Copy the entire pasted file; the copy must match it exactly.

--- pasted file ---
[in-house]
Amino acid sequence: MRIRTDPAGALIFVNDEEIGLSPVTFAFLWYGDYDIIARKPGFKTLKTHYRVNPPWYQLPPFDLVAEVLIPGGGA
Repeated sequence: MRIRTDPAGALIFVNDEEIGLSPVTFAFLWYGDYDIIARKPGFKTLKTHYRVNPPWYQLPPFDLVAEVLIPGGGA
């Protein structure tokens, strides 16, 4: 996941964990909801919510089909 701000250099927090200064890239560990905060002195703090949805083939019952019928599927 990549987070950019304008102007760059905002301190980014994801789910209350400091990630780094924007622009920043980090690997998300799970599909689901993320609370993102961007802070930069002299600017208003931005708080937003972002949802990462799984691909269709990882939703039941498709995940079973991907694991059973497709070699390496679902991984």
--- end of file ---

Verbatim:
[in-house]
Amino acid sequence: MRIRTDPAGALIFVNDEEIGLSPVTFAFLWYGDYDIIARKPGFKTLKTHYRVNPPWYQLPPFDLVAEVLIPGGGA
Repeated sequence: MRIRTDPAGALIFVNDEEIGLSPVTFAFLWYGDYDIIARKPGFKTLKTHYRVNPPWYQLPPFDLVAEVLIPGGGA
């Protein structure tokens, strides 16, 4: 996941964990909801919510089909 701000250099927090200064890239560990905060002195703090949805083939019952019928599927 990549987070950019304008102007760059905002301190980014994801789910209350400091990630780094924007622009920043980090690997998300799970599909689901993320609370993102961007802070930069002299600017208003931005708080937003972002949802990462799984691909269709990882939703039941498709995940079973991907694991059973497709070699390496679902991984």